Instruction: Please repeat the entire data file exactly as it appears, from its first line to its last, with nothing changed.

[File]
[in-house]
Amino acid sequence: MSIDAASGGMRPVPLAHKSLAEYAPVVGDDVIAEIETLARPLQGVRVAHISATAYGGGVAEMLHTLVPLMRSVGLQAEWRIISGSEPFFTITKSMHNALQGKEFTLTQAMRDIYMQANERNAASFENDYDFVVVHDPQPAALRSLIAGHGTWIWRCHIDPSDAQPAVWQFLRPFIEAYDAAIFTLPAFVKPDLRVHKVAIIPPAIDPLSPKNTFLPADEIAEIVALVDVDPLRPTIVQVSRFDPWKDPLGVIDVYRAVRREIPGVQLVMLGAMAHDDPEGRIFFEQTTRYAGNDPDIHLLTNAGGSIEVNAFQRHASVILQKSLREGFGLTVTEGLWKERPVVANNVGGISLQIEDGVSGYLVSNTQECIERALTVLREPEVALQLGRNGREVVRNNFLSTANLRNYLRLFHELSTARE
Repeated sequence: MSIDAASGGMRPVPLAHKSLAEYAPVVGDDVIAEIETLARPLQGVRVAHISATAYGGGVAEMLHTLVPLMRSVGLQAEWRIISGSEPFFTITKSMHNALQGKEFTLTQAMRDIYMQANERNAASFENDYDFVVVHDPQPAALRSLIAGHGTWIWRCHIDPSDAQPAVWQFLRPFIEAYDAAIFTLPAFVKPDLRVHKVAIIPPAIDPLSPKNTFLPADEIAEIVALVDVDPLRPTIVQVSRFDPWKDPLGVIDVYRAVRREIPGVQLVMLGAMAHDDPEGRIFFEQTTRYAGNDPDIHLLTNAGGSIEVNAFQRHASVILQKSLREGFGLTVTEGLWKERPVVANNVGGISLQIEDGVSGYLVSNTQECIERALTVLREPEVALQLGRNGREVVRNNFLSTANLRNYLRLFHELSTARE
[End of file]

[in-house]
Amino acid sequence: MSIDAASGGMRPVPLAHKSLAEYAPVVGDDVIAEIETLARPLQGVRVAHISATAYGGGVAEMLHTLVPLMRSVGLQAEWRIISGSEPFFTITKSMHNALQGKEFTLTQAMRDIYMQANERNAASFENDYDFVVVHDPQPAALRSLIAGHGTWIWRCHIDPSDAQPAVWQFLRPFIEAYDAAIFTLPAFVKPDLRVHKVAIIPPAIDPLSPKNTFLPADEIAEIVALVDVDPLRPTIVQVSRFDPWKDPLGVIDVYRAVRREIPGVQLVMLGAMAHDDPEGRIFFEQTTRYAGNDPDIHLLTNAGGSIEVNAFQRHASVILQKSLREGFGLTVTEGLWKERPVVANNVGGISLQIEDGVSGYLVSNTQECIERALTVLREPEVALQLGRNGREVVRNNFLSTANLRNYLRLFHELSTARE
Repeated sequence: MSIDAASGGMRPVPLAHKSLAEYAPVVGDDVIAEIETLARPLQGVRVAHISATAYGGGVAEMLHTLVPLMRSVGLQAEWRIISGSEPFFTITKSMHNALQGKEFTLTQAMRDIYMQANERNAASFENDYDFVVVHDPQPAALRSLIAGHGTWIWRCHIDPSDAQPAVWQFLRPFIEAYDAAIFTLPAFVKPDLRVHKVAIIPPAIDPLSPKNTFLPADEIAEIVALVDVDPLRPTIVQVSRFDPWKDPLGVIDVYRAVRREIPGVQLVMLGAMAHDDPEGRIFFEQTTRYAGNDPDIHLLTNAGGSIEVNAFQRHASVILQKSLREGFGLTVTEGLWKERPVVANNVGGISLQIEDGVSGYLVSNTQECIERALTVLREPEVALQLGRNGREVVRNNFLSTANLRNYLRLFHELSTARE